The Story of You

April 18, 2011

This is the story of one of my readers. Feel free to leave words of encouragement in the reply section. I hope you learn something about yourself by reading the story of someone else.

Her Background

Age: 28
Gender: F emale
State of Birth: NV
Current State: TN
Marital Status: Married
Children: Not no, but heck no

Her Story

1. What is the last book you read?  In Fifty Years We’ll All Be Chicks . . . and Other Complaints from an Angry Middle-Aged White Guy by Adam Carolla. Absolutely hilarious! I highly recommend this book if you frequently rant about the most mundane annoyances of life. I concur with approximately 85% of his viewpoints, and I was able to remain un-offended by the other 15%. I’m expanding my reading repertoire to include memoirs and other types of non-fiction. I’m currently reading The Rite: The Making of a Modern Exorcist by Matt Baglio; so far The Rite is fascinating yet mildly creepy.

2.  What is your favorite book?  Hmm . . . this is a difficult question. I have so many favorites! I guess I’ll narrow it down to two. First: Through the Looking Glass, and What Alice Found There by Lewis Carroll (with fabulous illustrations by the original illustrator, Sir John Tenniel). This book fascinated me as a child—even more so than its predecessor Alice in Wonderland. As a grownup, the story resonates even more because the life lessons Alice experiences are too intense for a child to comprehend. Children see the story as a great adventure, while adults may read it as a metaphor (or just a pretty awesome hallucination). Second: The World According to Garp by John Irving. Please don’t watch the movie as it is not Robin Williams’ best work. This is a timeless classic for anyone who has ever had a parent or been a parent. It will make you laugh and cry at the same time. My dad loved this book, so when he died, I made it a goal to read it. I’m so glad I did. It provides a connection to my father I otherwise would never have had, and I completely understand his passion for Irving’s work.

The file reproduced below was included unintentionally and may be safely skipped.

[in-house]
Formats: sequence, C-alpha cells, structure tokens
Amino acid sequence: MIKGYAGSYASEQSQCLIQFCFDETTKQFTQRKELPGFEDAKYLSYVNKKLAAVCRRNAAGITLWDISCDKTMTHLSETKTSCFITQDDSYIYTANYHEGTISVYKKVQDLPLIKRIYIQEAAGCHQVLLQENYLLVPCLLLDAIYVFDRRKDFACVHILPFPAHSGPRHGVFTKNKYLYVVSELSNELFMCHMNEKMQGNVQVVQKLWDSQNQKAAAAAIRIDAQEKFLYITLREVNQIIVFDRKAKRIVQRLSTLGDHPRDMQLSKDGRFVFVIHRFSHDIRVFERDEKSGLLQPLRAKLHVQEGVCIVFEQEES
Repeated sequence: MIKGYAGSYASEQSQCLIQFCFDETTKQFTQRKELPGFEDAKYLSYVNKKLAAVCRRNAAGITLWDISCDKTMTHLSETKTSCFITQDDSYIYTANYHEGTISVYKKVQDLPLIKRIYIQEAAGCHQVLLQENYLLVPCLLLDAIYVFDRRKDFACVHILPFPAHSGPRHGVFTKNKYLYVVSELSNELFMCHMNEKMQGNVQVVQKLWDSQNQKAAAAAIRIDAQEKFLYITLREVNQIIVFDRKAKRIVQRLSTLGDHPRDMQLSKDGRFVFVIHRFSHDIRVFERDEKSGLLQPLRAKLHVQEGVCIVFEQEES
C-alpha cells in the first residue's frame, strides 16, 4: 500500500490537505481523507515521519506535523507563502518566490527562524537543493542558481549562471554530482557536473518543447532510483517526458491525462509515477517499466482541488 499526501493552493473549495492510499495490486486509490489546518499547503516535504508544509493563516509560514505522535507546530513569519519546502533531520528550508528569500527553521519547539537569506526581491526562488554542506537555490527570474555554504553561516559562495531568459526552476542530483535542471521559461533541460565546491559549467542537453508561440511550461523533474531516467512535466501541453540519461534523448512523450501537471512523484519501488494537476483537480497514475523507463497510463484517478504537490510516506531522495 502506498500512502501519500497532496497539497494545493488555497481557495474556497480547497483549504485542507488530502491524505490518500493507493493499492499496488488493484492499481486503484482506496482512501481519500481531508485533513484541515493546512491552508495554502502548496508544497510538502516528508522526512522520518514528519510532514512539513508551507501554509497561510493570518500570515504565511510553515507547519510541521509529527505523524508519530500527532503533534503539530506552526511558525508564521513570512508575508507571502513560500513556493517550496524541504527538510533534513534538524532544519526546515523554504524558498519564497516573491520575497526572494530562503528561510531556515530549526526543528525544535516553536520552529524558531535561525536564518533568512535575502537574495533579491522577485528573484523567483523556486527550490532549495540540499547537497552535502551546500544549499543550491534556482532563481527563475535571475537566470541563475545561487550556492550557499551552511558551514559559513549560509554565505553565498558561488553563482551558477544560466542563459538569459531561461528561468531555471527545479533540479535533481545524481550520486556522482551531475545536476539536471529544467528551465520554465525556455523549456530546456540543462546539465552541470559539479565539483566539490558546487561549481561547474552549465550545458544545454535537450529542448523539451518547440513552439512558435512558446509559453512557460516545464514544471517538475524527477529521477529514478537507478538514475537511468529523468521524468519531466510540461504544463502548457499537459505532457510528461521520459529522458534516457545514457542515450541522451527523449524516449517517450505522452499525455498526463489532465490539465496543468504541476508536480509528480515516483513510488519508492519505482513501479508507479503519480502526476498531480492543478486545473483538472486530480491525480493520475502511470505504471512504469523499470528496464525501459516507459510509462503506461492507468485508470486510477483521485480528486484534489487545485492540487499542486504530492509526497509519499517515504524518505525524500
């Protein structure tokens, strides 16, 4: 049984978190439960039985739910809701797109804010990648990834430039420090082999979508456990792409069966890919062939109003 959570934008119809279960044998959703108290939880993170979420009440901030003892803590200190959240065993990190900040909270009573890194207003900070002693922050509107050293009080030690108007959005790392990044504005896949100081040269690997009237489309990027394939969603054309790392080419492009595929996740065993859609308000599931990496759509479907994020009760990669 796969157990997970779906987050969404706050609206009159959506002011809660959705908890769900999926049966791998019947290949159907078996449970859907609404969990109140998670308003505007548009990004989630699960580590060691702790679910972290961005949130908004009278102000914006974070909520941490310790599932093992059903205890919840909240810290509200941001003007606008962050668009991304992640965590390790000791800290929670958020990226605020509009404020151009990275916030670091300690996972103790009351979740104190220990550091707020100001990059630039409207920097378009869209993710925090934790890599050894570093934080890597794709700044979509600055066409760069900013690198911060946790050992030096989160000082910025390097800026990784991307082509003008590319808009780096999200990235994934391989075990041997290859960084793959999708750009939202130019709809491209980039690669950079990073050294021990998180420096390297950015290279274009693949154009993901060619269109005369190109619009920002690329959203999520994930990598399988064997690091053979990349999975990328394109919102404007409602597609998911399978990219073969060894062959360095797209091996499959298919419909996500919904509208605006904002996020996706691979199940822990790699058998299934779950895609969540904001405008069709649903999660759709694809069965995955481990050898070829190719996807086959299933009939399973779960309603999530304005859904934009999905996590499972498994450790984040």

3. What do you do for fun?  I try to fit fun into my regular schedule. During the week, I happy hour with friends, run (new hobby and quite enjoying it), or go to Hot Yoga. As you can see, distressing is a big part of my weekday fun. On weekends, I love to spend time with my husband and friends eating out and having game nights. We love to try new restaurants and dishes (my husband makes fun of me because I consider food fun, but it totally is). Game nights get pretty heated, but I wouldn’t trade those nights for anything. Reading is another hobby that I don’t have as much time for anymore, but it’s something I consider fun.  Also, anything that makes me laugh is a great time—usually any of the above does the trick.